Thursday, May 29, 2008

Splinter in the Grass

Easy there, Classic Mama,
this story is not nearly as racy as it sounds! ;)

The drama was unfolding while I was chatting with my mother on the phone. Dr. Doolittle was sitting behind me with tweezers and a magnifying glass, moaning and screeching about the pain he was inflicting on himself. The first splinter of bare foot season. Oh, how I hate bare foot season.

I hung up the phone after my mom and I got a good chuckle at Dr. D's quirky humor. The screeching and moaning was mostly for effect. Or so I thought. I poked around his disgusting sweaty foot for a minute and advised him to soak it in very warm water. I actually said "the hottest water you can tolerate," knowing that it would be lukewarm at best. The Boss and I set off for a nice walk around our neighborhood to look at all pretty landscapes and get some quiet time alone together. We needed it. Each of the four little gang members seemed particularly chatty and gregarious tonight. (Read: chaotic and out of control, with diarrhea of the mouth times FOUR!)

Upon return, we heard the melodic strains of Dr. D's French horn wafting through the open windows. The downstairs was empty, save for Shaggy hunched over the computer updating his little MP3 player with some country tunes (yes, another convert! yay me!!). I wandered upstairs to find Dr. D sitting on the edge of the tub, soaking his foot while he mournfully played the Star Spangled Banner on his French horn. Excuse me, his borrowed mellophone (a French horn for marching bands. Great. I'm going to be a marching band mom. yay me.) I set to work on the splinter.

What followed can only be described as hilarity. Pure dramedy. Screeching and howling and biting of towels was involved. Digging at dead skin and searching for potential entry points of the world’s largest splinter commenced. Laughing and admonishing my son to sit still, I poked and prodded. I wrangled his toe into weird and unnatural positions. I scraped some more and dug again. That little bugger was stuck and stuck deep. Out came the big guns. I thought Dr. D was going to wet himself when he saw me walk in with a utility razor. And being the sick and twisted Mom that I am, I got a little bit of a thrill and a not just a little giggle out of the suspense and dread he was now feeling. I could feel the blog post building in my head at that very moment. (These are the moments that I LOVE being a mom. Sick, I know.)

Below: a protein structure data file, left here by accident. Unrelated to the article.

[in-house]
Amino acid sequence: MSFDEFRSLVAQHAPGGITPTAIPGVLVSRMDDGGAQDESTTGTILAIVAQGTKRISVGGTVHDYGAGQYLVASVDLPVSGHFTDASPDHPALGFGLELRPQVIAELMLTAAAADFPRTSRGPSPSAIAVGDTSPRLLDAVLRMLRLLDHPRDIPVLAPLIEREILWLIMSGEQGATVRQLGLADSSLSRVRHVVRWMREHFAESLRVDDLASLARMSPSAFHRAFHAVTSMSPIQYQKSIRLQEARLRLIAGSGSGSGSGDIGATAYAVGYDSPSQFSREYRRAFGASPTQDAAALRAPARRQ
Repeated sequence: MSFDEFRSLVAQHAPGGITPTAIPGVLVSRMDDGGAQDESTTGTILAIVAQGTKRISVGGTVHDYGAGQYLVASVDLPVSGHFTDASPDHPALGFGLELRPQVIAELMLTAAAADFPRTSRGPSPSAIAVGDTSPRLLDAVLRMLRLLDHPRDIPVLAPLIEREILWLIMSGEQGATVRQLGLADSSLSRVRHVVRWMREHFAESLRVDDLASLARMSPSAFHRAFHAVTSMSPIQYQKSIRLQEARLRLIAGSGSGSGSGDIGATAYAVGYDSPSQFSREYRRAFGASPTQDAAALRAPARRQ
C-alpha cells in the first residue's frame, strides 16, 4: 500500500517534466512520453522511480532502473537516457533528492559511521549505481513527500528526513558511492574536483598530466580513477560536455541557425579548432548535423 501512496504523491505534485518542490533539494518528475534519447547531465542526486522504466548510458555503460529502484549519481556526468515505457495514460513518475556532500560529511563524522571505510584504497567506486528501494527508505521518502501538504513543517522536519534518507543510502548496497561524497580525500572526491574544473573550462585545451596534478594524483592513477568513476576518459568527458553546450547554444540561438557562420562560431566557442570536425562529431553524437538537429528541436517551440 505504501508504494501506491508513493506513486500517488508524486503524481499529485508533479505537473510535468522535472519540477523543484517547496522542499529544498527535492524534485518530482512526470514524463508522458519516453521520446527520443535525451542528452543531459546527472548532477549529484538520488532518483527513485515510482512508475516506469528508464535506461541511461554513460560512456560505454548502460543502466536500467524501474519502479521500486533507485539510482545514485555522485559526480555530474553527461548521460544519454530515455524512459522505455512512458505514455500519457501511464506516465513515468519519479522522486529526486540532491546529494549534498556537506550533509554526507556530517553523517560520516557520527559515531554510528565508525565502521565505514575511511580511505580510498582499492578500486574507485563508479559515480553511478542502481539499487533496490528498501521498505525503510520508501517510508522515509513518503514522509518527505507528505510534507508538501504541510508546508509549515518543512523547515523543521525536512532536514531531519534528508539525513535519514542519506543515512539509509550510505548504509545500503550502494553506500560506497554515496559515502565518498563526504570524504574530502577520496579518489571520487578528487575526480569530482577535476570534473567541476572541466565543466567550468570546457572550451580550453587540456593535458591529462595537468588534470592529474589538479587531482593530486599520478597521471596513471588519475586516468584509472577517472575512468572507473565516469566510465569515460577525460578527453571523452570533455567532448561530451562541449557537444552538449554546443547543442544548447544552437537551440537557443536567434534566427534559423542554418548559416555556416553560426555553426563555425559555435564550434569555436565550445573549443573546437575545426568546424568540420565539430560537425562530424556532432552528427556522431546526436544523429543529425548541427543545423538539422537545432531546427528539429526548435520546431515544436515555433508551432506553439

Finally, after scraping away LAAAAAAAAYERS of dead skin (I think I need a shower in some hospital strength disinfectant!) and digging the needle in under live skin, I called in The Boss for a third hand. While The Boss held the wound open and Dr. Doolittle screamed and moaned into a towel that I made him stuff into his mouth, I flicked the splinter out. I cleaned the toe thoroughly with rubbing alcohol. All that’s left for Dr. D is a little tenderness when he walks and a bit of sting - mostly to his pride. (We all heard him screaming like a girl, even through the towel!) And a strong aversion to running barefoot in the front yard while he takes practice swings with a 9 iron at the recyclables.

Now I’m off to scrub my hands with bleach. And maybe some lye if I can find it.

10 comments:

Heidi @ GGIP said...

Oh I hate splinters! The one the Certain Little Boy had last summer took us a whole week to get out of his foot!
I guess older kids are easier, although this does NOT sound easy!

Melissa said...

We had a similar experience with #1 a little while ago....you'd think as they get older they would be less dramatic!!

Natalie said...

I was grossed out and thrilled for you all in the same moment.

C'mon Dr. Doolittle, take it like a man. Your mom birthed you with less drama.

Beth Lanning said...

You are the best story teller! Isn't it amazing how much drama a little splinter can cause!!

I so enjoy reading your blog. My husband and I are also on the adoption path - our wait is at 20 months currently. Our other children, ages 10 and 8, keep us busy.

pups n horses said...

Poor Dr. D. There is some stuff you can pick up at the pharmacy -- we have a name for it in the horse world that starts with an "I" and sounds like ichmathol (bad speller). In the everyday world its drawing salve. Goop it on -- put on band aid. It should draw out the splinter. My mom used it alllll the time. I use it on my little precious angel as well.

Livin' Life said...

Sounds like Dr D and Rocker take splinters the same way. That was funny.:)

Salzwedel Family said...

Thanks for the great laugh! I can picture all of it in detail...probably something that should have been filmed for YouTube.

Kate said...

GOONESSGRACIOUS...the drama!!! :D Ha! I am really bad about splinters...so is my son, guess he comes by it naturally! :) Hey, girl thanks so much for stopping by and for your encouraging words...it's true, all He asks us to do is to walk with Him by faith, so that's what we're doing! God bless you on your journey of faith as well...have a wonderful relaxing weekend!! :)

CurlyGirl said...

ROFL, you told that so well! I can relate! My 11 yr old is quite stoic, but my "almost 10" yr old is quite the drama king. Splinters with him are always a big production. Way to go Mom and Dr. Doolittle! The good news is: Splinters in the feet means Spring is truly here!

Anonymous said...

What's wrong with being a band mom?!

LOL

~Mr. T